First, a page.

Will The CIO Love Or Hate Microsoft?

If you were a CIO sitting in the audience in Washington DC listening to the announcements made by Microsoft at their World Partner Conference (WPC), would you be cheering or cursing? You would certainly be wowed by the technology, but that is not the point. As CIO your job is to leverage the power of technology for the business, not be seduced by it.

So why cheering or cursing?

  • Consumerisation where every business user is also a consumer so expects Web2.0 style apps to be delivered to any and every device; PC, Mac, iPad or Smartphone – just like at home
  • Cloud apps are enabling business users to sidestep IT in something I have been calling the Stealth Cloud in recent presentations
  • Compliance which covers everything from data security to SOX.

Firstly, they called out Consumerisation. Business users are consumers and therefore are getting a better technology experience at home than at work. A staggering 74% of PCs in the workplace are still running WindowsXP. So Microsoft’s enhancements to Windows7, the Office suite and Sharepoint2010 will dramatically improve the look and feel of applications. And the PC is looking cool. A plethora of PC devices of different shapes and sizes and an even bigger range of Windows Mobile phones were demonstrated.

In fact a number of hardware manufacturers launched new devices at WPC. Ultra-thin PCs, Netbooks with 2 screens, and a laptop with a screen that pulled out to double width. 3 lucky people in the audience were given these devices to take home. I am sure their CIO was delighted!

They will come back to the office and demand that this weird and wonderful device MUST be connected to the network. And Microsoft is working hard with the Windows Mobile phone manufacturers to make the experience across all phones far, far better and more consistent. Which may reduce the pressure on IT departments having to issue and support iPhones.

So CIOs cheering or cursing? 50%/50% ;-|

Secondly Microsoft’s entire WPC rallying cry is “Cloud, Cloud, Cloud”. As a founder member of MS’s worldwide Partner Advisory Council for the last 4 years I have been working with them on their Cloud strategy. So this came as no surprise, but I’m bound by NDAs. In fact in 2008 I was presenting in Steve Ballmer’s keynote telling people to take the Cloud seriously. So they launched a concept called the Personal Cloud, to add to the Public Cloud, Private Cloud, G-Cloud and my own Stealth Cloud.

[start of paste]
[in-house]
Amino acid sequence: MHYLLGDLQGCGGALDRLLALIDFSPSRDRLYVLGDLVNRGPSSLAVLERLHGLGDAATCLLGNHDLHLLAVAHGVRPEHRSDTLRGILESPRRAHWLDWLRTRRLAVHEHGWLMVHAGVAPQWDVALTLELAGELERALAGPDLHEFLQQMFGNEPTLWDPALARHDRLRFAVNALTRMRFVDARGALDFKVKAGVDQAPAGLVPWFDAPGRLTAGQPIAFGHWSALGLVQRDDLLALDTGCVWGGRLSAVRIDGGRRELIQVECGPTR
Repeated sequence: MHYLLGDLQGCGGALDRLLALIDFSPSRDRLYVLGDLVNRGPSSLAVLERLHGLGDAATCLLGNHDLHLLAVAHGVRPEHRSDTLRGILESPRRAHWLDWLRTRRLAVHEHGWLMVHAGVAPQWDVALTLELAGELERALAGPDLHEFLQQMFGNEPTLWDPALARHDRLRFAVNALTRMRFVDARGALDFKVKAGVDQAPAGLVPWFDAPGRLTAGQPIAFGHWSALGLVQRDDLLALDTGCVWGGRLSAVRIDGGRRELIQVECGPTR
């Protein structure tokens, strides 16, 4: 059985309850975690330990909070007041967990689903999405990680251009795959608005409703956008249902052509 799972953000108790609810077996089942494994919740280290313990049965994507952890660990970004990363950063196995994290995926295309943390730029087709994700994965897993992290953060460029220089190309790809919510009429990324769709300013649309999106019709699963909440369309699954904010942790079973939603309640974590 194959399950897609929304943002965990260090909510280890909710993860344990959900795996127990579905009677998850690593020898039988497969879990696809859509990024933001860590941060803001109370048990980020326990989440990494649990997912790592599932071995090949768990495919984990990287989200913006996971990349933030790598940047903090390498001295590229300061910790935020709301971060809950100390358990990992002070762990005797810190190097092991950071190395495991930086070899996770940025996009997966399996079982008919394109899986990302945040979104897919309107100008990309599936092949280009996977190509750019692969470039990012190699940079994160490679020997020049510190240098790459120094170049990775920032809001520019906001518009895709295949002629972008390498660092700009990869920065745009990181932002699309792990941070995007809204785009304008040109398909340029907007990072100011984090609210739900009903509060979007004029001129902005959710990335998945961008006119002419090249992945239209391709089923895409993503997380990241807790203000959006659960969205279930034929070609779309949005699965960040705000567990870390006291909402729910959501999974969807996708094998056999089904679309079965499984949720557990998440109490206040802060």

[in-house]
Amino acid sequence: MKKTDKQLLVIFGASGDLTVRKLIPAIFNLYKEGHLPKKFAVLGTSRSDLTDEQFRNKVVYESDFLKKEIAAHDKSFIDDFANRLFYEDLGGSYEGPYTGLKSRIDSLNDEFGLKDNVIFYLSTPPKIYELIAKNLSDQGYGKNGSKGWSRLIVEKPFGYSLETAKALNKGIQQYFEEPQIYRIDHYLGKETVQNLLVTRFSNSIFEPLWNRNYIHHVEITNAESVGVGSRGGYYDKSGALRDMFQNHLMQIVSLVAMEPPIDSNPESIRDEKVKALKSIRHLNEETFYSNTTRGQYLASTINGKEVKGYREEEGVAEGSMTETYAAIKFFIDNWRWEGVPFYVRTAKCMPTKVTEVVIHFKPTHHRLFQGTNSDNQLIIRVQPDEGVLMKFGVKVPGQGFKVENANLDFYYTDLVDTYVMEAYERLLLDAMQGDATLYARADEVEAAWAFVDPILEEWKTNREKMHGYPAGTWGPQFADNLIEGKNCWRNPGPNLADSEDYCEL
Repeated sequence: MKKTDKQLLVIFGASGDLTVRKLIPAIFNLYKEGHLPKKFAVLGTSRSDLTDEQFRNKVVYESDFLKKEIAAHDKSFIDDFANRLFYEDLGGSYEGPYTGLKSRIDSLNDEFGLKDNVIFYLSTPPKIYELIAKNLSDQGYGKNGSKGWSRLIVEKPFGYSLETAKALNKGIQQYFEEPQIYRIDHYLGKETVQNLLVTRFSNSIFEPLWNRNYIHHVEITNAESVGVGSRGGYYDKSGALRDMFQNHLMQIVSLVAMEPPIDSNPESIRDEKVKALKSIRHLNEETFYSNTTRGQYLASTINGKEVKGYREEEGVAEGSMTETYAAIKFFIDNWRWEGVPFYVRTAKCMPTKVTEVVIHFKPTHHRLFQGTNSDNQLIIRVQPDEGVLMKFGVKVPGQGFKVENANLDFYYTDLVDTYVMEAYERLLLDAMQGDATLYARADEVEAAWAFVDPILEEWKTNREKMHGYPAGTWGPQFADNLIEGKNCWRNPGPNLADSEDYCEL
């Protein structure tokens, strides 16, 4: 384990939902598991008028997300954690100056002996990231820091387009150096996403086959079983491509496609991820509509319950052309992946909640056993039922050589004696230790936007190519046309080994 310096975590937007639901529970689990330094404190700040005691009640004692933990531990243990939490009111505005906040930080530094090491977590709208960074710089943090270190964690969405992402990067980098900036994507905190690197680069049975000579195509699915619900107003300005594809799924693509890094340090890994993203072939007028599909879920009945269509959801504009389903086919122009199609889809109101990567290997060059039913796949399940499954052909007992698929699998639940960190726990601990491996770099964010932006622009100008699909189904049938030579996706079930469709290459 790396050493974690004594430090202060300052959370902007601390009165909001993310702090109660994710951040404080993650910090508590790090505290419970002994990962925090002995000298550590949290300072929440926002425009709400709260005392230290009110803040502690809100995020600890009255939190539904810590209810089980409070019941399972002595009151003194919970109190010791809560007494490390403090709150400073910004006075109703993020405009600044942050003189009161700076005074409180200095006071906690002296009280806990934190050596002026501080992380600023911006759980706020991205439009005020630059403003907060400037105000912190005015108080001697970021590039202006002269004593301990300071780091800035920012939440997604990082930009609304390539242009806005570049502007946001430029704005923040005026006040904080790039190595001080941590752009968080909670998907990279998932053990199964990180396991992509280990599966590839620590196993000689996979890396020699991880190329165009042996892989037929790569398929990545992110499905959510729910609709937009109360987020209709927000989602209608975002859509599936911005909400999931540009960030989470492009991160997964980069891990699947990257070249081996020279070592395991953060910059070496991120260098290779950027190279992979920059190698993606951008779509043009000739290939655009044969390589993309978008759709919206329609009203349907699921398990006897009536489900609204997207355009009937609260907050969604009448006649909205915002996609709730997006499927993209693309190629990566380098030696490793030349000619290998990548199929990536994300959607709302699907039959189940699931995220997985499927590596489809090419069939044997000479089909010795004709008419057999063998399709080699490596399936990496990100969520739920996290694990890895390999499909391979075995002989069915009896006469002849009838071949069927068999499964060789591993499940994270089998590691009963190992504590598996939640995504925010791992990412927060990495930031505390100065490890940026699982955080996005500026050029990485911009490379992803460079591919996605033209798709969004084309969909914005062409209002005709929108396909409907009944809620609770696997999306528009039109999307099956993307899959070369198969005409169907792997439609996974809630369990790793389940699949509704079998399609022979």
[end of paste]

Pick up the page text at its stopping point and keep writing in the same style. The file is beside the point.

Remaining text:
So what is the Personal Cloud. Any document, image, music or media file will be simultaneously synced to your phone, home PC or work PC. Sounds cool? The demo certainly wowed. But it left some nagging doubts. I am sure that is will be easy to set up, so no need for IT support.

Again Microsoft called out what we’ve known for a while that for many professionals the line between work and personal is blurring. Hell, I’m writing this blog on my work PC at 6am on a Wednesday morning at home. So here is the rub. Where is all that corporate data going when it is synced in the Personal Cloud? What Data Protection or corporate security policies is this going to ride roughshod over?

So CIOs cheering or cursing? 10%/90% ;-(

Finally, Compliance. Nothing was mentioned about compliance. Maybe Day3 will show that Visio has suddenly grown up to be a true enterprise GRC (governance, risk and compliance) application. But don’t hold your breath. That is not on the Visio roadmap.

So CIOs cheering or cursing? Neither really. So on balance, NOT a great set of announcements if you are the CIO. However, that techy consumer in you cannot help but be impressed.

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Ian Gotts is CEO and Chairman of Nimbus Partners, an established and rapidly growing global software company, headquartered in the UK. He is a very experienced senior executive and serial entrepreneur, with a career spanning 25 years. Ian has co-authored a number of books including “Common Approach, Uncommon Results”, published in English and Chinese and in its second edition, "Why Killer Products Don't Sell" and books covering Cloud computing from the perspective of both the prospective buyer, and the software vendor. Having begun his career in 1983 as an engineer for British Rail, Ian then spent 12 years at Accenture (nee Andersen Consulting) specialising in the project management of major business critical IT projects. During this time, he spent two years as an IT Director, seconded to the Department for Social Security (DSS), with a department of over 500 and a budget responsibility of 40 million pounds.